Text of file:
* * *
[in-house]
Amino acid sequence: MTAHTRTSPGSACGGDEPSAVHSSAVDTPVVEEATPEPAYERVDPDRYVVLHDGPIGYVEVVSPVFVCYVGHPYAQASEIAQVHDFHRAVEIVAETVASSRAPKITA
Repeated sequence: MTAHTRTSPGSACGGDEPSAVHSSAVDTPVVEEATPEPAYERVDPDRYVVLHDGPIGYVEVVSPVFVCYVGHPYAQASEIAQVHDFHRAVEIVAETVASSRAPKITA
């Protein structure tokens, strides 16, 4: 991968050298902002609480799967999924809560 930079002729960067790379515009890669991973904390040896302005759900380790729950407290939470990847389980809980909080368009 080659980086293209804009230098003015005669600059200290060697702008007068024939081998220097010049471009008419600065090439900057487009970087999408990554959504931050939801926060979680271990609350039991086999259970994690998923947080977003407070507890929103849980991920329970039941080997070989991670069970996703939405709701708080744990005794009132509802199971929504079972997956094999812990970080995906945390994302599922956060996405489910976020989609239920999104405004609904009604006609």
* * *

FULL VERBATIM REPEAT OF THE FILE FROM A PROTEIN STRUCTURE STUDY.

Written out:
[in-house]
Amino acid sequence: MTAHTRTSPGSACGGDEPSAVHSSAVDTPVVEEATPEPAYERVDPDRYVVLHDGPIGYVEVVSPVFVCYVGHPYAQASEIAQVHDFHRAVEIVAETVASSRAPKITA
Repeated sequence: MTAHTRTSPGSACGGDEPSAVHSSAVDTPVVEEATPEPAYERVDPDRYVVLHDGPIGYVEVVSPVFVCYVGHPYAQASEIAQVHDFHRAVEIVAETVASSRAPKITA
């Protein structure tokens, strides 16, 4: 991968050298902002609480799967999924809560 930079002729960067790379515009890669991973904390040896302005759900380790729950407290939470990847389980809980909080368009 080659980086293209804009230098003015005669600059200290060697702008007068024939081998220097010049471009008419600065090439900057487009970087999408990554959504931050939801926060979680271990609350039991086999259970994690998923947080977003407070507890929103849980991920329970039941080997070989991670069970996703939405709701708080744990005794009132509802199971929504079972997956094999812990970080995906945390994302599922956060996405489910976020989609239920999104405004609904009604006609």